By Elaine Pasquini
On January 11, human rights activists held a protest inside the James R. Browning United States Courthouse, calling for the closure of the U.S.-run prison at Guantanamo Bay and an end to torture and other inhumane practices.
“Today is the ninth anniversary of the opening of the illegal, immoral prison at Guantanamo Bay set up under the Bush-Cheney regime and continuing now under the Obama administration,” World Can’t Wait member Stephanie Tang told the small crowd gathered inside the marble entryway of the federal building.
“Failing to fulfill the executive order he signed at the start of his administration, President Obama has continued indefinite detention, blocking accountability for torture both by refusing to conduct independent and thorough investigations and by attempting to prevent the courts from reviewing lawsuits brought by formerly detained men.” A lawsuit against San Jose-Based Jeppesen Dataplan, Inc. by plaintiffs Binyam Mohamed, Abou Elkassim Britel, Ahmed Agiza, Mohamed Farag Ahmad Bashmilah and Bisheral-Rawi is one case blocked by both the Bush and Obama administrations fromproceeding to justice. In December the five plaintiffs petitioned the U.S Supreme Court to review their case.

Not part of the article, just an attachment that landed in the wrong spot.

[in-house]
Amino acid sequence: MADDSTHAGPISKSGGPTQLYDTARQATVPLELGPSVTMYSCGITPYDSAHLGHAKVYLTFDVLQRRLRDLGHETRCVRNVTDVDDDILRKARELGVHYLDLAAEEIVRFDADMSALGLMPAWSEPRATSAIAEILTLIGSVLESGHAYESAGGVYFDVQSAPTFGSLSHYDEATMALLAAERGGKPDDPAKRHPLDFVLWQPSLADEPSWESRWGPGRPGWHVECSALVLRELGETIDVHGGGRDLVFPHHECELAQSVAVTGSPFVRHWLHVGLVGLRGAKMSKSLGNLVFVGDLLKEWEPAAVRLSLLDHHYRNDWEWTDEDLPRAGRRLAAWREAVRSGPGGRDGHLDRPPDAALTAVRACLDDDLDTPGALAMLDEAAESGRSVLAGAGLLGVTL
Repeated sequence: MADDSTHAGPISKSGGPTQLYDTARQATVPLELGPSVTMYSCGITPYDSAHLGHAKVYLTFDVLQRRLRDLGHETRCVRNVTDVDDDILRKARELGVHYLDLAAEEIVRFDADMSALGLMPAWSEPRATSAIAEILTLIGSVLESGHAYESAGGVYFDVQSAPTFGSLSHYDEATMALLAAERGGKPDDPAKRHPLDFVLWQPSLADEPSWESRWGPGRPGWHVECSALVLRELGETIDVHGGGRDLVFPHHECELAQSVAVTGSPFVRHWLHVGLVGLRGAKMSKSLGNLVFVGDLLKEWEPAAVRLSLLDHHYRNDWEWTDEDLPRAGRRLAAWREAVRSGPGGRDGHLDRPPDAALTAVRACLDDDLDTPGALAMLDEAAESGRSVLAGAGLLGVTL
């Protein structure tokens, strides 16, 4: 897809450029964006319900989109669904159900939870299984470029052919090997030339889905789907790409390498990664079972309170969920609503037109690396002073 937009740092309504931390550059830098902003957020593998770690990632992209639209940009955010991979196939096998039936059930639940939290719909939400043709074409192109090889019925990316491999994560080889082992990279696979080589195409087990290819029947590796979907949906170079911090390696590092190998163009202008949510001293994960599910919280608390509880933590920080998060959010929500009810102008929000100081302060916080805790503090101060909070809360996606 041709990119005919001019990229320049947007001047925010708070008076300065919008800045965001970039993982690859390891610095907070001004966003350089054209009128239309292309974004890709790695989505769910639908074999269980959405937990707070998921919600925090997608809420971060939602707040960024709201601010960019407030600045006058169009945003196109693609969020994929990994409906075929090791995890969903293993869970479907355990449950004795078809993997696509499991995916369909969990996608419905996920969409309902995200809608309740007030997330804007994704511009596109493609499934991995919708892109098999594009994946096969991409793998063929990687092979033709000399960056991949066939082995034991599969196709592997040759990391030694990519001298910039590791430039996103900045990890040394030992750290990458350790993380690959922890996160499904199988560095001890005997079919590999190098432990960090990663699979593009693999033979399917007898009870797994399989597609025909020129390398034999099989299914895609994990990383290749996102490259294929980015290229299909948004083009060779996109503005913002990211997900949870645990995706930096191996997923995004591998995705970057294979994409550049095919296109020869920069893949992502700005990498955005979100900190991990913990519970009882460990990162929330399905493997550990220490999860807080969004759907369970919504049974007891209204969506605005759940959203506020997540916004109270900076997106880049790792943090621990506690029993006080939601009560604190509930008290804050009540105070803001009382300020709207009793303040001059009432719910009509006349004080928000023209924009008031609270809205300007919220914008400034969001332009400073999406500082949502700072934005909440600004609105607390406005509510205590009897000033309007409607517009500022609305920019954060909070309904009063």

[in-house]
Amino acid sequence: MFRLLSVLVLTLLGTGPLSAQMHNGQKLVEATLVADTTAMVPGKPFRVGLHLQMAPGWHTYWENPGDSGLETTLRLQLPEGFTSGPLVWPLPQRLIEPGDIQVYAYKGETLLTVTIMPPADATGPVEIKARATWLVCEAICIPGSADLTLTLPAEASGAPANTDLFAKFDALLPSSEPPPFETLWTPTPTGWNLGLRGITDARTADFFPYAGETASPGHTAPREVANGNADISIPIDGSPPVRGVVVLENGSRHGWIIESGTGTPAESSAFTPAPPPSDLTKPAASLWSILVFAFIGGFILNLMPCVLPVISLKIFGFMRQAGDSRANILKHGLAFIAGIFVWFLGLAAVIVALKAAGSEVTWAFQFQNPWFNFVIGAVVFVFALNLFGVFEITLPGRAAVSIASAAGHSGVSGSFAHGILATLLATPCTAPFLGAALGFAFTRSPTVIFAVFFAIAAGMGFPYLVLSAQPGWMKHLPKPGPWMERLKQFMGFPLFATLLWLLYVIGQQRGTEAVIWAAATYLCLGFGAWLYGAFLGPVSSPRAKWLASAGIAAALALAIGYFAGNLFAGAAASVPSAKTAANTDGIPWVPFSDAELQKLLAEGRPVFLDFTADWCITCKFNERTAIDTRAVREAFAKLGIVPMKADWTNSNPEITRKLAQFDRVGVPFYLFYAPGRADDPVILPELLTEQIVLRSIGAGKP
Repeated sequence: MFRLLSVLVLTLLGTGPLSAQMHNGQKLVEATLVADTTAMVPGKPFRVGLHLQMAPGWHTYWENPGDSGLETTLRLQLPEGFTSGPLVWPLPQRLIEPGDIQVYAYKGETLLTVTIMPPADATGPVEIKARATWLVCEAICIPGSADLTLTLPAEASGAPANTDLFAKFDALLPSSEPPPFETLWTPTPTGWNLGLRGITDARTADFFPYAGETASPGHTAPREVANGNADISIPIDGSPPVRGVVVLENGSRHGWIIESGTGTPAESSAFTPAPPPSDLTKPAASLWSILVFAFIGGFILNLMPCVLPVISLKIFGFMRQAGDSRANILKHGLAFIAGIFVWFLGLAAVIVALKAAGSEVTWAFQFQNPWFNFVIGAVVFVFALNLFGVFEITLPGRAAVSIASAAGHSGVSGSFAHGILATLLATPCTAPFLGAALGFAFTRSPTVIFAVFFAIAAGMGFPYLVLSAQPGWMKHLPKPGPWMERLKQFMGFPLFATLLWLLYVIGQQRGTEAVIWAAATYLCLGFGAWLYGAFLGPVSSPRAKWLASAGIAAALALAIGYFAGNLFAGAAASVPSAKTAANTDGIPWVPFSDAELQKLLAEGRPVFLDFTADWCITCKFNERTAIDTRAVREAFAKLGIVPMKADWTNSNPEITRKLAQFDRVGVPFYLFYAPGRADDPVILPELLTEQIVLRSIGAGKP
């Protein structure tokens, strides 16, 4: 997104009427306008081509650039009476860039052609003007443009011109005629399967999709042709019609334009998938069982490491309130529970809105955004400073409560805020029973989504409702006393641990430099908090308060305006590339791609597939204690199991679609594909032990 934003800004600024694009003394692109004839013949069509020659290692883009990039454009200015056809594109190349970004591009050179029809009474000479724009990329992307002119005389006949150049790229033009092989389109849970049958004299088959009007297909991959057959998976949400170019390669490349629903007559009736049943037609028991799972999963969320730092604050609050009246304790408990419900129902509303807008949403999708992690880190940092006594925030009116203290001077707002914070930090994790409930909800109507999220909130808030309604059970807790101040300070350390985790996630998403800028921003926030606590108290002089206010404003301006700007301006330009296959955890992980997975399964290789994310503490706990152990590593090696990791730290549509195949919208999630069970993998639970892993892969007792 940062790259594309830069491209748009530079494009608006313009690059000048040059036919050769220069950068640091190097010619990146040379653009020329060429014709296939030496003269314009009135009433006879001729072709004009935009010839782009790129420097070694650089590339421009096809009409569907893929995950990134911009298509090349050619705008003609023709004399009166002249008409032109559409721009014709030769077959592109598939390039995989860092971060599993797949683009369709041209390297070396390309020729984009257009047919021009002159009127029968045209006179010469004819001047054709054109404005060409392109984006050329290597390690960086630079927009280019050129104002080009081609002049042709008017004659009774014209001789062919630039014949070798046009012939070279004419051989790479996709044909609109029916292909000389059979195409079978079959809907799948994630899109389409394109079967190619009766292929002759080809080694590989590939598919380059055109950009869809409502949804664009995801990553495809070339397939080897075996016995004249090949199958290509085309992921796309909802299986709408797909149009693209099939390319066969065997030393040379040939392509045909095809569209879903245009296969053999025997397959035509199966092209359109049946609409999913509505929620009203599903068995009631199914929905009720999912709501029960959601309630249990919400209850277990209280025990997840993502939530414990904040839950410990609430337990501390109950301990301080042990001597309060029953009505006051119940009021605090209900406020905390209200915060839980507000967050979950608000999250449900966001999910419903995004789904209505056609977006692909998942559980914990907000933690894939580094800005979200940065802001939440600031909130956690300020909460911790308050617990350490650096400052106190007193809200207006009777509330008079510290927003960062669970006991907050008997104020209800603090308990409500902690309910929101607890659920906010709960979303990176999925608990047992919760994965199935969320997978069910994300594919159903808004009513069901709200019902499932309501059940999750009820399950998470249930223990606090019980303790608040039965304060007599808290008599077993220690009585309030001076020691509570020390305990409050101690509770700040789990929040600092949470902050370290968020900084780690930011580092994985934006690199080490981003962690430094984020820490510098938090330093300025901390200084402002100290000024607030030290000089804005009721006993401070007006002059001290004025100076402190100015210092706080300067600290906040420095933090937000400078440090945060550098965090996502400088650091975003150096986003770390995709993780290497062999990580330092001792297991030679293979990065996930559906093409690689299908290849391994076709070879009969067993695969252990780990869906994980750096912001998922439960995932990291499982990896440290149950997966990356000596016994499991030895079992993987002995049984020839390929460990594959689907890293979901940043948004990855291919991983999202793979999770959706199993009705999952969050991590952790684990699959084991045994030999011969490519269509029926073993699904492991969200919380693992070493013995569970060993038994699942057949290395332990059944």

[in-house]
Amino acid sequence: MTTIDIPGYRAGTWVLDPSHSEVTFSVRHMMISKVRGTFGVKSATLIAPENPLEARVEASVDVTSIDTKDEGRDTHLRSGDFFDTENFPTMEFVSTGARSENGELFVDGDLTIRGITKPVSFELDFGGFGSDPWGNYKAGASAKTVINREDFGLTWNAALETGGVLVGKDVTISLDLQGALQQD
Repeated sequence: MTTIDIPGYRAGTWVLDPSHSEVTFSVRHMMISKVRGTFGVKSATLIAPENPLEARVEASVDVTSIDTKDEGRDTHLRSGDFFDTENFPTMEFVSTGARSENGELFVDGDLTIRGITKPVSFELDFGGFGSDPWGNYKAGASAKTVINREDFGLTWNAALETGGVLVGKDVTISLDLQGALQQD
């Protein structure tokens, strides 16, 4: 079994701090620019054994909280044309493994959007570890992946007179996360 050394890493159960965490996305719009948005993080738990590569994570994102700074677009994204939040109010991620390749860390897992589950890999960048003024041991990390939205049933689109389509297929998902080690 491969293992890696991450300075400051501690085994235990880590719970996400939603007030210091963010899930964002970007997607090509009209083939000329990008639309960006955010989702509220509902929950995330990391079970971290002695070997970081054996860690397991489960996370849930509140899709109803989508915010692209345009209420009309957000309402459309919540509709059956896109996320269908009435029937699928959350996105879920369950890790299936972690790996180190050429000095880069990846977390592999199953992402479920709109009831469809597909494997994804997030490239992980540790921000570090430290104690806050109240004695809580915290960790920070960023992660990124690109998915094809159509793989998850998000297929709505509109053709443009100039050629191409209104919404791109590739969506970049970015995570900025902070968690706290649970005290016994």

In addition to The World Can’t Wait, hundred of other organizations, including Amnesty International and the Center for Constitutional Rights, called on the Obama administration to recommit to rapidly closing Guantanamo and to acknowledge that many of the prisoners were detained in error. In addition, the groups demand the prisoners be either charged or released and that the government abandon plans for indefinite detention.
The Obamaadministration has declared it will hold some 50 of the men indefinitely without charge or trial and to formalize indefinite detention through an executive order.
In closing, seven human rights activists, dressed in orange jumpsuits and black hoods, read the names of the 173 detainees still incarcerated in the controversial site.
The source of this article is SFNewsfeed.us. Photo by Phil Pasquini.